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Blount, P J.1; Caterisano, A FACSM1; Greer, B1; Fletcher, B1; Farmer, J1; Stewart, P1; Norton, J1
1Charlotte Institute of Rehabilitation, Furman University
(Sponsor: Anthony Caterisano, FACSM)
The single most important variable in improving muscular performance is the tension developed in the muscle during training. SuperSlow training represents a high-intensity, low-velocity resistance training program consistent with progressive resistance exercise principles. Objective: To test the efficacy of a certified SuperSlow program on strength parameters by comparing results to a traditional exercise program and control group. Design: A randomized, prospective study was performed on three groups of college aged males: Traditional exercise (TE), SuperSlow (SS), and a control group(C). All subjects were pretested and stratified based on initial muscle strength. The following parameters were measured before and after the 16 week training period: muscle strength (measured in foot pounds by Kincom Dynamometer a 60/sec) and endurance(fatigue index obtained through isokinetic dynamometer-using 20 reps at 180/sec). Statistically, analysis used repeated-measures ANOVA with a Tukey post-hoc test.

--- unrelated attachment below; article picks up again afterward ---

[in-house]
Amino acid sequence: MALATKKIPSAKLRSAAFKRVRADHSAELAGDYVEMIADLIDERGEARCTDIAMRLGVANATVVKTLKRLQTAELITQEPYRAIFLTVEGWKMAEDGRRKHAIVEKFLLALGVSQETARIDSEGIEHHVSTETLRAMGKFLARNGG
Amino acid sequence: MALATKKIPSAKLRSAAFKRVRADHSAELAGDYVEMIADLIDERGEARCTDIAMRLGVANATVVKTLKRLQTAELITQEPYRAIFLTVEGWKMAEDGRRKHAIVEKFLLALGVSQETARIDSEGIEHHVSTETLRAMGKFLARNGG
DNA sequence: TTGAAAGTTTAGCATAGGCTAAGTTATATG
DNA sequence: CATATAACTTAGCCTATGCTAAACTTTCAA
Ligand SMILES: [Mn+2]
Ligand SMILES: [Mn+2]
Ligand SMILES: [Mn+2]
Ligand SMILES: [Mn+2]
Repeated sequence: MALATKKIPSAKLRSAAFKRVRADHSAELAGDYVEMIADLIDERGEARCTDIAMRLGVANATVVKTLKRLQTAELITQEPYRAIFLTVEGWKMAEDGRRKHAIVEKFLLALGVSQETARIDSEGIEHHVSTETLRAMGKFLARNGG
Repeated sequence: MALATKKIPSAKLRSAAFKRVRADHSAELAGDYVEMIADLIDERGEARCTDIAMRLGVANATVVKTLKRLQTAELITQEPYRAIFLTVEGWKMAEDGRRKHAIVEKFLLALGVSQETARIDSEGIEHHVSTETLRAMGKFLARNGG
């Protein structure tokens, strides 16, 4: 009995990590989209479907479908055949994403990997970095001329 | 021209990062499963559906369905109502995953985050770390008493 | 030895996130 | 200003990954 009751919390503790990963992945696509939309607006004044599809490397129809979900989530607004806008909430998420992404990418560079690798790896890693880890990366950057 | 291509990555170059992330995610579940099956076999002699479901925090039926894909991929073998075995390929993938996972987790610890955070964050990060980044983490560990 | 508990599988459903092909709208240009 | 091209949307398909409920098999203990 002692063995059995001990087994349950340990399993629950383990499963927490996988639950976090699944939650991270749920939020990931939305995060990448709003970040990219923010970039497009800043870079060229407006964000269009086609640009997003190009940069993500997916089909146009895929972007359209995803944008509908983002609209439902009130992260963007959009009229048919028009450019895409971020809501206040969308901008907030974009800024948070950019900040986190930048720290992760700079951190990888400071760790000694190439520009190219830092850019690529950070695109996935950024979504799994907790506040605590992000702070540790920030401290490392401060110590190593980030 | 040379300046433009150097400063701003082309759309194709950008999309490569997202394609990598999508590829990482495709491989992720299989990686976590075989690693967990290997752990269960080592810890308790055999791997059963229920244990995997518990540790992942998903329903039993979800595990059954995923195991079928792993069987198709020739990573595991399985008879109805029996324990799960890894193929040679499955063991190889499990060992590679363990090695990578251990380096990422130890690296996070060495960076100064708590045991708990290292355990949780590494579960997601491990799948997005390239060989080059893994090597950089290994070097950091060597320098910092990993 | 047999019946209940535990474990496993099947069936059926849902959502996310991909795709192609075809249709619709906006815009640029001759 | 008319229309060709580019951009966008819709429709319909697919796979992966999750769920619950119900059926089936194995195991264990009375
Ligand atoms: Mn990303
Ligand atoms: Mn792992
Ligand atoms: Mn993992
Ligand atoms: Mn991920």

Pre to post intervention changes for arm flexion muscle endurance were statistically significant (TE = 88.59 vs 80.37;SS = 80.47 vs 85.83;C = 75.65 vs 72.98; p < 0.02). Arm extensor muscle endurance changes (20 reps at 180/sec) were also statistically significant (TE = 86.58 vs 85.98; SS = 88.59 vs 90.89; C = 86.88 vs 77.47; p < 0.02). Pre to post intervention changes in muscle strength in the lower limb extensors were statistically significant (TE = 167.92 vs 153.13; SS = 158.29 vs 169.87; C = 144.13 vs 115.26; p < 0.04).
Findings suggest that SuperSlow training in this population does improve upper limb muscle endurance and lower limb muscle strength, but did not improve aerobic capacity, flexibility, or body composition.
©2003The American College of Sports Medicine
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